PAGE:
E-learning modules for peer end-of-life caregivers living in prison

E-learning modules for peer end-of-life caregivers living in prison

A research team led by Dr. Susan Loeb from Penn State University and Dr. Barbara Walkosz from Klein Buendel, has published results from a recent study in the Journal of Offender Rehabilitation. The paper reports findings from the usability testing of the Just Care electronic learning program for training carefully vetted people living in prison to assist staff with geriatric and end-of-life care. 

Aging is accompanied by an increased probability of health problems and subsequent need for health care. According to the authors, “The growing number of older adults living in prison, who will likely age and die in prison, calls attention to the challenge of how correctional facilities will care for this population’s health needs, which includes the increasing demand for geriatric and end-of-life care.” Training men and women who live in prison to assist corrections staff with the care of growing numbers of older, sicker, cognitively impaired, and dying people in prison is an innovative and viable option to help meet pressing care demands.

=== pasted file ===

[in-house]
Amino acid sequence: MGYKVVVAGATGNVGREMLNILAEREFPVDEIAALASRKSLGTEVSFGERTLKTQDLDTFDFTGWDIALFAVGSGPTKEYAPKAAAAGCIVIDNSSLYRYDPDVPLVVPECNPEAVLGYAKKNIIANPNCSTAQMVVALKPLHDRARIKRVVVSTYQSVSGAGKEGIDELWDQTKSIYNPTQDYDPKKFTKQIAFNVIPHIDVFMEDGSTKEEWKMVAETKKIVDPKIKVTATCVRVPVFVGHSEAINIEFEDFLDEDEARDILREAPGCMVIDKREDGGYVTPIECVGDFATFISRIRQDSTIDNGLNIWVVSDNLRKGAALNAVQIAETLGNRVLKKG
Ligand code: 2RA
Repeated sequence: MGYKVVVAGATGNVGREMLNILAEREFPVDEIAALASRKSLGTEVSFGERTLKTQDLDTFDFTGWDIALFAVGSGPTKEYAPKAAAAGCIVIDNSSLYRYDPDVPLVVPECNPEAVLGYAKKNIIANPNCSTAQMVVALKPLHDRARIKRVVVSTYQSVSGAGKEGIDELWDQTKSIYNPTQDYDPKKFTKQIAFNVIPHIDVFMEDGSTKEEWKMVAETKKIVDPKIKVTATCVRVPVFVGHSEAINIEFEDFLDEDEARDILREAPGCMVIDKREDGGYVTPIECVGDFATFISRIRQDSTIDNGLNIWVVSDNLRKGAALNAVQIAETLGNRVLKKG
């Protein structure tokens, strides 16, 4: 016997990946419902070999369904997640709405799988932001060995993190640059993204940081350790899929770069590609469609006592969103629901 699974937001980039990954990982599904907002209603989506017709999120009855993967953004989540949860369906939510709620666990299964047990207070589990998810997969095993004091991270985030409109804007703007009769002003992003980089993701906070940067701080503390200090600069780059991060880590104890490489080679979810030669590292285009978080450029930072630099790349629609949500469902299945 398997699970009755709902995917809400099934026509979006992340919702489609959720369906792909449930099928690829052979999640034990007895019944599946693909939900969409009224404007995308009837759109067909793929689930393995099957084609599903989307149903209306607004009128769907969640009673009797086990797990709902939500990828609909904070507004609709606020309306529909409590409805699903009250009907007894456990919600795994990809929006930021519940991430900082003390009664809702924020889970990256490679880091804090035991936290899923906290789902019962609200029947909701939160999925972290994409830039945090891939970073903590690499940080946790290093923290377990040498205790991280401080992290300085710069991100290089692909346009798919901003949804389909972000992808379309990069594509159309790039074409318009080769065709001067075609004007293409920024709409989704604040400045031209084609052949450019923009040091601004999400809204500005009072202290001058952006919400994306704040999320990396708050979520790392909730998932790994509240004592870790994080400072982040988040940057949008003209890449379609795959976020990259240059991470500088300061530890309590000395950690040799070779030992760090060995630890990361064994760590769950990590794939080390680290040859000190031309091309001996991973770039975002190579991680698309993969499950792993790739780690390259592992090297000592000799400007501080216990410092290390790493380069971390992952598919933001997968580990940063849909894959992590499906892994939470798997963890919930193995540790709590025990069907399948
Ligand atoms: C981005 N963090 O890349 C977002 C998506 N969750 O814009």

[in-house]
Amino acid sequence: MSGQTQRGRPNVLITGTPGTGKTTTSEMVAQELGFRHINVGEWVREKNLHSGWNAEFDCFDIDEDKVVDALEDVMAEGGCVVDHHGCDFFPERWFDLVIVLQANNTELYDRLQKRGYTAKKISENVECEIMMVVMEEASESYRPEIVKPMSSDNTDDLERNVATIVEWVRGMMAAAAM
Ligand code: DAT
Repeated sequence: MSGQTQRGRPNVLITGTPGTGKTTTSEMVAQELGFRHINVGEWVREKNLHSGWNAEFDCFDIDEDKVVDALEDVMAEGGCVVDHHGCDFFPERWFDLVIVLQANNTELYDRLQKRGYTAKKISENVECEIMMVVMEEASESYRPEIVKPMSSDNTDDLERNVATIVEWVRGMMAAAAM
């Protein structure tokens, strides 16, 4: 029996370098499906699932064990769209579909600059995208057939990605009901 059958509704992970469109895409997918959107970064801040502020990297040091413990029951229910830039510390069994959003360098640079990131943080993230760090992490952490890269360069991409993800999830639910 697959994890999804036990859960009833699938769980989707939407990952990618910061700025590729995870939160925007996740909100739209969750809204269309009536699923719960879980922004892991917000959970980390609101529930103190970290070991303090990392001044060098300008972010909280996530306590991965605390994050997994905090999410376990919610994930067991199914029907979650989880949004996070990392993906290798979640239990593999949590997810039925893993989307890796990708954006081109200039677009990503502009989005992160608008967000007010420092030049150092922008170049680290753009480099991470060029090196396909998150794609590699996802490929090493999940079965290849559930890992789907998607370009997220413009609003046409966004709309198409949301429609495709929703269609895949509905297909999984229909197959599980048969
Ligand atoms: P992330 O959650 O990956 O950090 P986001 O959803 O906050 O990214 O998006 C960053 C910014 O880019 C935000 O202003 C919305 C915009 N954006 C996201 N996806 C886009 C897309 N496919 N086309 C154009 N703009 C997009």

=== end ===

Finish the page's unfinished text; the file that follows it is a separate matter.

Two rounds of usability testing were conducted via videoconference. Prison personnel (such as corrections specialists, supervisors, nurses, and chaplains) and people living in prison were recruited from one men’s prison and one women’s prison. Fifteen participants completed the testing in each of two rounds. Methods and analyses are described in the paper.

Results include participant demographics, concerns and areas for improvement by severity level of programming, and mean scores for both participant groups on the System Usability Scale.  Overall, both the incarcerated and staff participants found the program easy to navigate and the interactive content was useful, engaging, and relevant to caring for incarcerated aging and dying people. The findings helped refine Just Care before additional evaluation was conducted with a larger sample.

This research was funded by an STTR grant to Klein Buendel from the National Institute on Aging (AG057239; Dr. Susan Loeb and Dr. Barbara Walkosz, Multiple Principal Investigators). The lead author on this Journal of Offender Rehabilitation paper is Dr. Erin Kitt-Lewis from Penn State University. Additional authors are Dr. Susan Loeb and Mr. Sherif Olanrewaju from Penn State University; and Dr. Barbara Walkosz, Mr. Brandon Herbeck, and Mr. Steve Fullmer from Klein Buendel. 

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